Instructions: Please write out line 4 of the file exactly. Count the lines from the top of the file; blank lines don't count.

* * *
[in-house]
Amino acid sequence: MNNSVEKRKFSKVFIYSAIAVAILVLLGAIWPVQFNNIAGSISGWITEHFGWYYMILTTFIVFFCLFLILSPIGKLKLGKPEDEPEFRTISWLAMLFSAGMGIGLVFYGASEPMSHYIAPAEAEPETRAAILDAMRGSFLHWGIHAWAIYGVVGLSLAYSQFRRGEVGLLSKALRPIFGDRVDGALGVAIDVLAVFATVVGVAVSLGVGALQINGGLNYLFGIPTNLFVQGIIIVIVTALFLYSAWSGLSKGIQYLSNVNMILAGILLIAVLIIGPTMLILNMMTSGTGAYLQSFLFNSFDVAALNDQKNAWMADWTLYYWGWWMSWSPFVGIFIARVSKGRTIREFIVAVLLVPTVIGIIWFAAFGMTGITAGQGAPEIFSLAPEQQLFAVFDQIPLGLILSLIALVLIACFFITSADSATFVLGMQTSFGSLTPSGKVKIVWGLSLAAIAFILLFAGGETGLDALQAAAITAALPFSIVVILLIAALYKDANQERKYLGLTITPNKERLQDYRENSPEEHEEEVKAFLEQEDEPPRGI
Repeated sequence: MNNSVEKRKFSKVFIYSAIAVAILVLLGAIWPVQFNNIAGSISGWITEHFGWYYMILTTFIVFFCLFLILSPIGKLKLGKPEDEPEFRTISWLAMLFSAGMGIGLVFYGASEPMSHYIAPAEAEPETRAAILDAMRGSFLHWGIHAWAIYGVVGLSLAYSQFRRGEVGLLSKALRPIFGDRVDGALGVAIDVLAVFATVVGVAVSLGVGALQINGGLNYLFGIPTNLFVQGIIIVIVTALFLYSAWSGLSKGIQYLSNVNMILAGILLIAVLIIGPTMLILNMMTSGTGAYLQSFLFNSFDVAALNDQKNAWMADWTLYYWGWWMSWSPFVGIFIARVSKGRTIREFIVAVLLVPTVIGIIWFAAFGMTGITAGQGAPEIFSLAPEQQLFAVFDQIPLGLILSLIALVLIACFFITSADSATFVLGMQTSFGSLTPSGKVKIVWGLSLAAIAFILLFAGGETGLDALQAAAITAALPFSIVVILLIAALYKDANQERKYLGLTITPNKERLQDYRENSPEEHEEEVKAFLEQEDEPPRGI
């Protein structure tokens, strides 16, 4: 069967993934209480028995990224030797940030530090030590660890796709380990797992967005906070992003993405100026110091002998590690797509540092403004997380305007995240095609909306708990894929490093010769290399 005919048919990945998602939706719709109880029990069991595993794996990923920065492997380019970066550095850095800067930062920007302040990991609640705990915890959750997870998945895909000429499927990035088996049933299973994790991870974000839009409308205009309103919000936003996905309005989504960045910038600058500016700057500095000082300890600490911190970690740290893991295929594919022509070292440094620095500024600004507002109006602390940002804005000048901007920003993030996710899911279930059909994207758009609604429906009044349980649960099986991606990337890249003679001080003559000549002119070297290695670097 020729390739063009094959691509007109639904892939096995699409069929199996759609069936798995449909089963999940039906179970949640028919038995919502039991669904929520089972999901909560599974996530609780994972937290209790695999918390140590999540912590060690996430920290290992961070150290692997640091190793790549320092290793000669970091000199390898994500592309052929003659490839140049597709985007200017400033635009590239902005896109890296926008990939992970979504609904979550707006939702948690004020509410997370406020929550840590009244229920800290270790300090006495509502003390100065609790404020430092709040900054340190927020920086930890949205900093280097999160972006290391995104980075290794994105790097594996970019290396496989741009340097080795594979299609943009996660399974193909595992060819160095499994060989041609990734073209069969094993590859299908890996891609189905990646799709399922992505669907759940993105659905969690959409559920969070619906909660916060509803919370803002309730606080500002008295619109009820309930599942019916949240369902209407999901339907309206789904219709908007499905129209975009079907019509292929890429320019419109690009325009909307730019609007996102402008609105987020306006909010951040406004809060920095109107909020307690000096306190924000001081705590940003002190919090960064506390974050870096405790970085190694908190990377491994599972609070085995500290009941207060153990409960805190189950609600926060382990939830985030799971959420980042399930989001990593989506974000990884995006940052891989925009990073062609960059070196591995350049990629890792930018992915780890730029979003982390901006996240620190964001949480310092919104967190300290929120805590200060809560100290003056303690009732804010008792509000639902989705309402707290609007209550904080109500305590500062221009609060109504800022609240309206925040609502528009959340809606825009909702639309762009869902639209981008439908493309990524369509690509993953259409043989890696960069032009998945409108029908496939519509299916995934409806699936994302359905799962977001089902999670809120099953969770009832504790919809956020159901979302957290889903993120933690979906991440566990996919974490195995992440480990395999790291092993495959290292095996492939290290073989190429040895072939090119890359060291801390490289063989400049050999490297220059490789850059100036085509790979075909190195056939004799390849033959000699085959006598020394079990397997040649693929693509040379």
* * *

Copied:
């Protein structure tokens, strides 16, 4: 069967993934209480028995990224030797940030530090030590660890796709380990797992967005906070992003993405100026110091002998590690797509540092403004997380305007995240095609909306708990894929490093010769290399 005919048919990945998602939706719709109880029990069991595993794996990923920065492997380019970066550095850095800067930062920007302040990991609640705990915890959750997870998945895909000429499927990035088996049933299973994790991870974000839009409308205009309103919000936003996905309005989504960045910038600058500016700057500095000082300890600490911190970690740290893991295929594919022509070292440094620095500024600004507002109006602390940002804005000048901007920003993030996710899911279930059909994207758009609604429906009044349980649960099986991606990337890249003679001080003559000549002119070297290695670097 020729390739063009094959691509007109639904892939096995699409069929199996759609069936798995449909089963999940039906179970949640028919038995919502039991669904929520089972999901909560599974996530609780994972937290209790695999918390140590999540912590060690996430920290290992961070150290692997640091190793790549320092290793000669970091000199390898994500592309052929003659490839140049597709985007200017400033635009590239902005896109890296926008990939992970979504609904979550707006939702948690004020509410997370406020929550840590009244229920800290270790300090006495509502003390100065609790404020430092709040900054340190927020920086930890949205900093280097999160972006290391995104980075290794994105790097594996970019290396496989741009340097080795594979299609943009996660399974193909595992060819160095499994060989041609990734073209069969094993590859299908890996891609189905990646799709399922992505669907759940993105659905969690959409559920969070619906909660916060509803919370803002309730606080500002008295619109009820309930599942019916949240369902209407999901339907309206789904219709908007499905129209975009079907019509292929890429320019419109690009325009909307730019609007996102402008609105987020306006909010951040406004809060920095109107909020307690000096306190924000001081705590940003002190919090960064506390974050870096405790970085190694908190990377491994599972609070085995500290009941207060153990409960805190189950609600926060382990939830985030799971959420980042399930989001990593989506974000990884995006940052891989925009990073062609960059070196591995350049990629890792930018992915780890730029979003982390901006996240620190964001949480310092919104967190300290929120805590200060809560100290003056303690009732804010008792509000639902989705309402707290609007209550904080109500305590500062221009609060109504800022609240309206925040609502528009959340809606825009909702639309762009869902639209981008439908493309990524369509690509993953259409043989890696960069032009998945409108029908496939519509299916995934409806699936994302359905799962977001089902999670809120099953969770009832504790919809956020159901979302957290889903993120933690979906991440566990996919974490195995992440480990395999790291092993495959290292095996492939290290073989190429040895072939090119890359060291801390490289063989400049050999490297220059490789850059100036085509790979075909190195056939004799390849033959000699085959006598020394079990397997040649693929693509040379």